Robb Moss

"The Same River Twice" never dips beneath the surface; it's a rather listless and self-involved documentary.

Of course, the film's superficial nature is not unexpected. The director and narrator, Robb Moss, is a longtime friend of all the subjects here, and he was unlikely to ask any really difficult questions of his pals.

Still, knowing that doesn't make the movie any easier to watch. Nor does his use of some rather lurid footage from a 1978 river-rafting trip on the Colorado River. It was there that this particular group of college dropouts practiced exhibitionism, drug use and free love.

"The Same River Twice" catches up with them more than 20 years later. Of the group, only the former leader, Jim Tichenor, has remained what you'd consider a counter-culture revolutionary (he's essentially living as a hermit). Meanwhile, Jim's former sweetheart, Danny Silver, is now a mother and aerobics instructor.

Not that their breakup was all that different from Cathy Shaw and Jeff Golden — he's now a touring author and radio host, while she is also a mother and serves as her community's mayor.

She's not alone in civil-service work, however. Barry Wasserman is also a mayor, and Moss catches up to him in the midst of his re-election campaign.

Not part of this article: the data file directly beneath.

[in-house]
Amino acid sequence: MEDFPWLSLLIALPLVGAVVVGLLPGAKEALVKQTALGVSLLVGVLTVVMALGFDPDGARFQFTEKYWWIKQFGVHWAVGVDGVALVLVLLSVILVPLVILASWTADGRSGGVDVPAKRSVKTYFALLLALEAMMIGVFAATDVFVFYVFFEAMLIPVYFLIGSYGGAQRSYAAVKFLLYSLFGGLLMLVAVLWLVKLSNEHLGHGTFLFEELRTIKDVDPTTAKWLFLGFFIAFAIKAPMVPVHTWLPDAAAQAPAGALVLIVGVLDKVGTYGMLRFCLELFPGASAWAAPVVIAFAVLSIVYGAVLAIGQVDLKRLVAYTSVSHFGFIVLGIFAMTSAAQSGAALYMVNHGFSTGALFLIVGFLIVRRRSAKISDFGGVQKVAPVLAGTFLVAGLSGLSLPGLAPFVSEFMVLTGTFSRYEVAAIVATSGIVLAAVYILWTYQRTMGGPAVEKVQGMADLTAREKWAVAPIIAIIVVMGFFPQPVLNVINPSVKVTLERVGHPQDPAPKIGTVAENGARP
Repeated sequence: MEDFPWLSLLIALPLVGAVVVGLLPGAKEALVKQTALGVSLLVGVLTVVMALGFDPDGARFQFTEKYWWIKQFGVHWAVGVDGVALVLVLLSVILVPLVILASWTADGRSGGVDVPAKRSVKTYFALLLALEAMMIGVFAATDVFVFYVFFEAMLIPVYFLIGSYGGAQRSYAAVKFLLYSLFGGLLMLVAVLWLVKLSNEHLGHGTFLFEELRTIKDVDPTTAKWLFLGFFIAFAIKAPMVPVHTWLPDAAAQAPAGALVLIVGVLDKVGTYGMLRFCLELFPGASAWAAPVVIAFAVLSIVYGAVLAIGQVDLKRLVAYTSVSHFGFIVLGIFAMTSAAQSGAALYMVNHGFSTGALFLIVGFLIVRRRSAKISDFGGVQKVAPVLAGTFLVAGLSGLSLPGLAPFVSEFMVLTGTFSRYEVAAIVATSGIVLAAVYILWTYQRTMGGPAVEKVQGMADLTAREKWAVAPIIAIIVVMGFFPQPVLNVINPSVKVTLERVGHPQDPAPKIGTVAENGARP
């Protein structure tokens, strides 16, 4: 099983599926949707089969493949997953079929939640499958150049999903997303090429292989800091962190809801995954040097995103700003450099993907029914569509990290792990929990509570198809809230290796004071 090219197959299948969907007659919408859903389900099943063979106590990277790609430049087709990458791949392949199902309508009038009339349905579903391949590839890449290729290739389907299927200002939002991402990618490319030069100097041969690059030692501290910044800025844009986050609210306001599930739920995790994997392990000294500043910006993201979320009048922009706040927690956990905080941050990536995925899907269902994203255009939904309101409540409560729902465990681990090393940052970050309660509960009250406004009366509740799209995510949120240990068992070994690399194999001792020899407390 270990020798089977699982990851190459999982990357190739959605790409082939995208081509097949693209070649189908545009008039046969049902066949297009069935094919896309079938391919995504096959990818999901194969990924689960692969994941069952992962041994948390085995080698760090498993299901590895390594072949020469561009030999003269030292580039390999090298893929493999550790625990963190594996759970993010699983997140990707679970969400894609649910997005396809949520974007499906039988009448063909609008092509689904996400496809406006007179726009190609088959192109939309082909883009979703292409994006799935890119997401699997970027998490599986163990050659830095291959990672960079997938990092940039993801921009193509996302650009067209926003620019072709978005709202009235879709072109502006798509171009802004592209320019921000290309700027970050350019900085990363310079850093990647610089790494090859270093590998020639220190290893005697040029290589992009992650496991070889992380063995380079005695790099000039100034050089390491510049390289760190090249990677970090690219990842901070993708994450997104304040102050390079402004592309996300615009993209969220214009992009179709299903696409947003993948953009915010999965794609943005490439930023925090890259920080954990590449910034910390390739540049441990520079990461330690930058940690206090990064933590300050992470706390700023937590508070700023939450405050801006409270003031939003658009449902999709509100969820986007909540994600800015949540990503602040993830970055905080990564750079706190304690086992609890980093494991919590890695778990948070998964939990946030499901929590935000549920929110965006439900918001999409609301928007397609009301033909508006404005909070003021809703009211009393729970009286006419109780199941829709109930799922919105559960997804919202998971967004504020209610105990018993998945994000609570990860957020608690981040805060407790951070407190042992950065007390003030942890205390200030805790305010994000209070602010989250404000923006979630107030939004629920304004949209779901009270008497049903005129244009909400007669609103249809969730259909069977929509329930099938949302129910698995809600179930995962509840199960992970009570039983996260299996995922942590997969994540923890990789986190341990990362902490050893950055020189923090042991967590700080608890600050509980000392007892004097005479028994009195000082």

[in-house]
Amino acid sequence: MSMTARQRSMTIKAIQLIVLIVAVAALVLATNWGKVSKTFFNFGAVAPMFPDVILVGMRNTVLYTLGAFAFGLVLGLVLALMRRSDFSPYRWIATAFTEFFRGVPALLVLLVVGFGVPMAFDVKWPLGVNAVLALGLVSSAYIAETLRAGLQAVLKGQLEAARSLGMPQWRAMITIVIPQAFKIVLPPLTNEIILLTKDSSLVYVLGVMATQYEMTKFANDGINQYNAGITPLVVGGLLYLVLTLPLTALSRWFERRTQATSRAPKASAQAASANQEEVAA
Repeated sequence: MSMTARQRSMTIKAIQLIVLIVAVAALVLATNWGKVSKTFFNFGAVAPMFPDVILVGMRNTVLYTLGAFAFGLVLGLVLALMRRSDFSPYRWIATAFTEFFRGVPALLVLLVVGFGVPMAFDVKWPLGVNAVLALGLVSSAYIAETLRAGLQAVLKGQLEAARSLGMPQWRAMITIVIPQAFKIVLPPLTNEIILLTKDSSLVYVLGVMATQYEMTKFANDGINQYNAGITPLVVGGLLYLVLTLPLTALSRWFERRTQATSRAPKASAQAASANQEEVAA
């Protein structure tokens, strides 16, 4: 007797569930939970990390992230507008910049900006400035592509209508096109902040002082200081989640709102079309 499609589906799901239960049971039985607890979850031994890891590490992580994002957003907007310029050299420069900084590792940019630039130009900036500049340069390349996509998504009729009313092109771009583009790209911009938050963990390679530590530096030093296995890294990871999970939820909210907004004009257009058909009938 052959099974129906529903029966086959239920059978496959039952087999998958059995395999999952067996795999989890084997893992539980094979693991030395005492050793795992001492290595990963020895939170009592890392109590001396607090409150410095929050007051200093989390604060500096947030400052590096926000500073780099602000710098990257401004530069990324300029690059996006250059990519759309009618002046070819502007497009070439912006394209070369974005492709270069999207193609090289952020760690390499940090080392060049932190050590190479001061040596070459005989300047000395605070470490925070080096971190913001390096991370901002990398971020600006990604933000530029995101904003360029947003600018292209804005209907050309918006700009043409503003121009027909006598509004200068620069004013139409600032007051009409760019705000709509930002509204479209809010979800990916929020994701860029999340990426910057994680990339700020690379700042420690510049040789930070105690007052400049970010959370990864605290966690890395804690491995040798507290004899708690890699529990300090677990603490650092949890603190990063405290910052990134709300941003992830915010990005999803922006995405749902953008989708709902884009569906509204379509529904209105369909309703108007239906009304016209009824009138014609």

To be fair, it is interesting to see where some of the group's members have wound up. But their whininess and humdrum daily lives aren't interesting for very long — especially when it takes up the bulk of this surprisingly flabby movie (despite its brief length).

And at times it almost seems as if Moss is showing his friends the earlier footage to get a rise out of them. Not that it does.

"The Same River Twice" is not rated but would probably receive an R for full male and female nudity, drug content (talk about marijuana and peyote use), scattered use of strong sexual profanity and some frank sexual talk. Running time: 78 minutes.